The National Council on Radiation Protection and Measurements recommends a permissible dose limit of 0.5 mSv per month whereas, ICRP recommends radiation permissible limit of 1 mSv per annum during pregnancy. Only flight crews flying both a large number of hours during pregnancy (for example, 100 h in a month) and strictly the highest dose-rate routes (typically global routes such as the United States to Buenos Aires or the United States to Tokyo) would exceed these guidelines. By law, an airline pilot may not fly more than 85 h a month or 1000 h a year. However, the average pilot works more than 100 h a month counting ground duties such as filing flight plans, working on reports, briefing crews and attending training classes. Flight durations of this range per annum for aircrew members may result to an elevated level of effective radiation doses.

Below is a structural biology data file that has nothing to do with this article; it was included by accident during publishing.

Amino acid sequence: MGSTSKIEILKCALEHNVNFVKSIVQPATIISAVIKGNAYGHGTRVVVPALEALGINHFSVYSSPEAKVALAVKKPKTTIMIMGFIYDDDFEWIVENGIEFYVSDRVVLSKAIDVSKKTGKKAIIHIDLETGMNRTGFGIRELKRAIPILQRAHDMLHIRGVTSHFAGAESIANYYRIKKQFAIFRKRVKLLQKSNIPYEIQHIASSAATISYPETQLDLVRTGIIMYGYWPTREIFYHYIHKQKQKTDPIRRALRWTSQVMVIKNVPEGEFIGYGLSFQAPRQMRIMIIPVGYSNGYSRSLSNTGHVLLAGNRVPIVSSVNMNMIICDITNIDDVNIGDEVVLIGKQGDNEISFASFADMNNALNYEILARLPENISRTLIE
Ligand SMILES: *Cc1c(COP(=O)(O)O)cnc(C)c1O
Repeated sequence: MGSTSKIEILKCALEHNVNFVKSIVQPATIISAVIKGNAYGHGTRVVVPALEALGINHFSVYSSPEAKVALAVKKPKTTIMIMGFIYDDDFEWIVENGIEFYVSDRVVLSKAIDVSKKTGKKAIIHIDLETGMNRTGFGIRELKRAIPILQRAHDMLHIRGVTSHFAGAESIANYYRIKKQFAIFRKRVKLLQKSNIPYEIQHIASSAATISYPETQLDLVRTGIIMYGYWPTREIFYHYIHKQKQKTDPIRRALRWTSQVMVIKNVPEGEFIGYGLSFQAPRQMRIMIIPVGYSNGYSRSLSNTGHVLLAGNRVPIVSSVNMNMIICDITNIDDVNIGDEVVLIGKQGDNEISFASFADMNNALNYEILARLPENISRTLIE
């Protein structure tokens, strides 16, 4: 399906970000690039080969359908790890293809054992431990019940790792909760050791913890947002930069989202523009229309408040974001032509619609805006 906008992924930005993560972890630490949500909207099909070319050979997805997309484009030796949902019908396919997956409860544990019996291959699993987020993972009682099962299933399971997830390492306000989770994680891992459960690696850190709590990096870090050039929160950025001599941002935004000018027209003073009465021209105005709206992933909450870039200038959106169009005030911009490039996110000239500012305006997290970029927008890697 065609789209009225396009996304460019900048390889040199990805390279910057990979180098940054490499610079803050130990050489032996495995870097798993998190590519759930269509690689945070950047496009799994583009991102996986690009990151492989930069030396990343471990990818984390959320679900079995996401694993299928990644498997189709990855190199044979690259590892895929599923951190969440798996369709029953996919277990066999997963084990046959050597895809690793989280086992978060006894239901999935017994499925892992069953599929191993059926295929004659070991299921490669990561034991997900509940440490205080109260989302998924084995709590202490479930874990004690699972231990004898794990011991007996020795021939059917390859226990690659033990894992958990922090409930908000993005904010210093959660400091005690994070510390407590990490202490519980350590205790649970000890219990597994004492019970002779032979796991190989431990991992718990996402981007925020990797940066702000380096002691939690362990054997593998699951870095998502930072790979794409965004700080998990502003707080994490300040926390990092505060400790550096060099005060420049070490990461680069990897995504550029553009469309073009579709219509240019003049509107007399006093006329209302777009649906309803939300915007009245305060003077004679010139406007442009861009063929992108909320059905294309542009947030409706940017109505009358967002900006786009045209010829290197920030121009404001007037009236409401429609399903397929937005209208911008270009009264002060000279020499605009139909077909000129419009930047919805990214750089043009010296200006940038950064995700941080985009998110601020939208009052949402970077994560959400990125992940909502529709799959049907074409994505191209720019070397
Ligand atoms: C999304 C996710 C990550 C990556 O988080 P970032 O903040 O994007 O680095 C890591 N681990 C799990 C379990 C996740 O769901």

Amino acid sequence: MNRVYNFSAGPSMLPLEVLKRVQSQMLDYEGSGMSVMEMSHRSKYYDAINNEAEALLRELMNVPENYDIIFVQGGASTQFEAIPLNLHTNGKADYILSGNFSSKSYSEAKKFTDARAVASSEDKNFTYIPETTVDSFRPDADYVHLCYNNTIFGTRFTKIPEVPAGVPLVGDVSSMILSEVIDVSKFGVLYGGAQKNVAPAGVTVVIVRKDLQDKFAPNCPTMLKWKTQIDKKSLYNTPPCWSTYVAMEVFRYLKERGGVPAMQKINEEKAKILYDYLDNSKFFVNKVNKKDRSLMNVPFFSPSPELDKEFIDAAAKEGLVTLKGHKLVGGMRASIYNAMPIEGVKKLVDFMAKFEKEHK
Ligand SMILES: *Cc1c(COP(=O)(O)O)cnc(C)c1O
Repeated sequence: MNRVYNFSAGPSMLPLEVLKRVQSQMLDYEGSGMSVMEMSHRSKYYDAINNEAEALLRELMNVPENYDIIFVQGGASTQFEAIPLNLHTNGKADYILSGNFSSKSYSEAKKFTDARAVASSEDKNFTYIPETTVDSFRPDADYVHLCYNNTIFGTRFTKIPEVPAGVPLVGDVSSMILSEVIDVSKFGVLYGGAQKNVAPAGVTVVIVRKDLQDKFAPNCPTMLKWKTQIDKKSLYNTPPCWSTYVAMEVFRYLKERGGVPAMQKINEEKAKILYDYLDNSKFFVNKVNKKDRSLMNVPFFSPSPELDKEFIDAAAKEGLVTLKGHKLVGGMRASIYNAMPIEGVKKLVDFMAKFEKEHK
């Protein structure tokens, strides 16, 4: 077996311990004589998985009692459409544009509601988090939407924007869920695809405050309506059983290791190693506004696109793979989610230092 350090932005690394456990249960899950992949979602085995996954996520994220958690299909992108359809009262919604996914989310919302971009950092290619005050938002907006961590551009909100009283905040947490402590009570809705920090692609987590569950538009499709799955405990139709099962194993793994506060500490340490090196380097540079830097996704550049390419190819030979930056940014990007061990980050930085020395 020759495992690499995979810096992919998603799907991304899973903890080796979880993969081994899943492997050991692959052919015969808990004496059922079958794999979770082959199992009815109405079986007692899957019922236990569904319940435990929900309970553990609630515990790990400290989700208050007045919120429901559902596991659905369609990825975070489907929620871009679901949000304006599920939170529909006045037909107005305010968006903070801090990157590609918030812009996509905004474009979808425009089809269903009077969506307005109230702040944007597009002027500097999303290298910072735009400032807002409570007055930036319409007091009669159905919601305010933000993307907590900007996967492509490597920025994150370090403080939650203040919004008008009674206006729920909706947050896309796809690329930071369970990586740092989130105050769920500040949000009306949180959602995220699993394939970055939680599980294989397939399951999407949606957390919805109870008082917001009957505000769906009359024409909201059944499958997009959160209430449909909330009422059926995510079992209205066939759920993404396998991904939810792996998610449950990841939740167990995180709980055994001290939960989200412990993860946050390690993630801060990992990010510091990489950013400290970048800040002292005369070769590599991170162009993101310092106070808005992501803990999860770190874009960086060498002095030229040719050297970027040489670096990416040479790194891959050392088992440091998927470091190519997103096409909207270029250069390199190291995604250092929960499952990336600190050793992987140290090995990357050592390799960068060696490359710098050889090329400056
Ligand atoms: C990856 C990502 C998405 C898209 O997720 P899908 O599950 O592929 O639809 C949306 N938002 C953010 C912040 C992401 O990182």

Radiological risk assessment is an estimate of the probability of a fatal cancer risk as a result of exposure to low-level doses of radiation. It is, therefore, important to carry out frequent radiological assessment of aircrew members to avert unnecessary exposure to cosmic radiation at aviation altitudes.
Study area and data collection
This study was carried out on an aviation trip from Houston Intercontinental Airport, Houston, United States of America to Lagos International Airport, Lagos, Nigeria on a United Airlines flight in 2013. The air route map showing the flight route from Houston Intercontinental Airport to Lagos International Airport is presented in Figure 1. The data collected were the flight geographical locations and altitudes at strategic locations [Table 1].